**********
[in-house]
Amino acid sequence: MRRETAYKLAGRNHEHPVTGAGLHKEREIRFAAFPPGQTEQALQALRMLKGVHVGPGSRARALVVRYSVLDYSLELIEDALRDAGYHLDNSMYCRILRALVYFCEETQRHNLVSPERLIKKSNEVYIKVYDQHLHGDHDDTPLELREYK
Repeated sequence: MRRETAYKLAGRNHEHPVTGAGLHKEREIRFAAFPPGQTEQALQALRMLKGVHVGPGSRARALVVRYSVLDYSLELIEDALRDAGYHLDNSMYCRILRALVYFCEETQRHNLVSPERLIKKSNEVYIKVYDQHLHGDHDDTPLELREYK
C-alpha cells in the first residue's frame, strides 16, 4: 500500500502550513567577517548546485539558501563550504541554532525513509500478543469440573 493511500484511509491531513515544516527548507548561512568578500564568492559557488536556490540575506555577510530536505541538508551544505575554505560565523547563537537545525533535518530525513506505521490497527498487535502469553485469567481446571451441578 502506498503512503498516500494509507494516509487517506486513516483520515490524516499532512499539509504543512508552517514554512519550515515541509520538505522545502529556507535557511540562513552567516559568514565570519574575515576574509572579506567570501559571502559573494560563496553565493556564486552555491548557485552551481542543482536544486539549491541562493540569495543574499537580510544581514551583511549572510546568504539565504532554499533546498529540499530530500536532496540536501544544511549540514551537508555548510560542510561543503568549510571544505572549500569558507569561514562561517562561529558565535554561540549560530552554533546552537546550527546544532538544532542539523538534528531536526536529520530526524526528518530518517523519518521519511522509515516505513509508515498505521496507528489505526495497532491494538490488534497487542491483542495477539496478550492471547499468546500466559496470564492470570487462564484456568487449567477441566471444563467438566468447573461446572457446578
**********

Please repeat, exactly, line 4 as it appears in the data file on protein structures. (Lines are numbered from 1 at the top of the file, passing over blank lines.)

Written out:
C-alpha cells in the first residue's frame, strides 16, 4: 500500500502550513567577517548546485539558501563550504541554532525513509500478543469440573 493511500484511509491531513515544516527548507548561512568578500564568492559557488536556490540575506555577510530536505541538508551544505575554505560565523547563537537545525533535518530525513506505521490497527498487535502469553485469567481446571451441578 502506498503512503498516500494509507494516509487517506486513516483520515490524516499532512499539509504543512508552517514554512519550515515541509520538505522545502529556507535557511540562513552567516559568514565570519574575515576574509572579506567570501559571502559573494560563496553565493556564486552555491548557485552551481542543482536544486539549491541562493540569495543574499537580510544581514551583511549572510546568504539565504532554499533546498529540499530530500536532496540536501544544511549540514551537508555548510560542510561543503568549510571544505572549500569558507569561514562561517562561529558565535554561540549560530552554533546552537546550527546544532538544532542539523538534528531536526536529520530526524526528518530518517523519518521519511522509515516505513509508515498505521496507528489505526495497532491494538490488534497487542491483542495477539496478550492471547499468546500466559496470564492470570487462564484456568487449567477441566471444563467438566468447573461446572457446578